[Immediate drug hypersensitivity. Epidemiology, clinical features, triggers and management].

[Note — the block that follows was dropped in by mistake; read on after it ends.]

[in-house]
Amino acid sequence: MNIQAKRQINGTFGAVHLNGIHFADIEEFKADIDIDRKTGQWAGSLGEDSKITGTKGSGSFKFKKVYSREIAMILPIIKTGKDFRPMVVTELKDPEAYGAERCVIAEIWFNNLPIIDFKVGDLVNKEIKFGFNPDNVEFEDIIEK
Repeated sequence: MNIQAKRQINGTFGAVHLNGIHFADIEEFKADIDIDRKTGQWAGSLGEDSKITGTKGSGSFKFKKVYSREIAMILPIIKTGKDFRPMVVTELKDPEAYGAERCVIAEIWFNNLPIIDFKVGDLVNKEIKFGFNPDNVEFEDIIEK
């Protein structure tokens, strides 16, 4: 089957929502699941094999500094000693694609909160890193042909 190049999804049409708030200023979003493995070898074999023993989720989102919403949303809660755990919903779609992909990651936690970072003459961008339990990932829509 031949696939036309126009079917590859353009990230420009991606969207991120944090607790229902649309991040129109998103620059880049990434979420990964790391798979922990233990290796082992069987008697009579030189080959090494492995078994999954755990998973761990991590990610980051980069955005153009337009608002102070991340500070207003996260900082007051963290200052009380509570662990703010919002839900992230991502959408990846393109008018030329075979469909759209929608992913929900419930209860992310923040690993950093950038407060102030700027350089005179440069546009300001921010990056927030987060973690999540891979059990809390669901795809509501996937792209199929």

Drug hypersensitivity reactions affect more than seven percent of the population and are a concern for patients and doctors alike. In a substantial part of such reactions, IgE-mediated mechanisms have been documented. Clinical manifestations of immediate reactions, which occur directly after drug intake (mostly <= 1 h), are acute urticaria, angioedema, dyspnea and other symptoms of anaphylaxis in the skin, gastrointestinal tract, respiratory tract or cardiovascular system. Although normally leading to milder reactions, drugs are also the most frequent elicitors of fatal anaphylaxis. The median time interval between systemic drug application and clinical death is 5 min. The most common elicitors of immediate reactions are analgesics, antibiotics, radiocontrast media and muscle relaxants. The aim of history and experience guided skin tests ± laboratory tests is to document a sensitization, which depends on the eliciting drug and is only successful in less than half of the patients. Else a drug provocation test under controlled conditions is necessary to clarify the diagnosis and to confirm or exclude a drug hypersensitivity reaction. Therapy consists in drug avoidance or in pressing indications in tolerance induction by a "drug desensitization".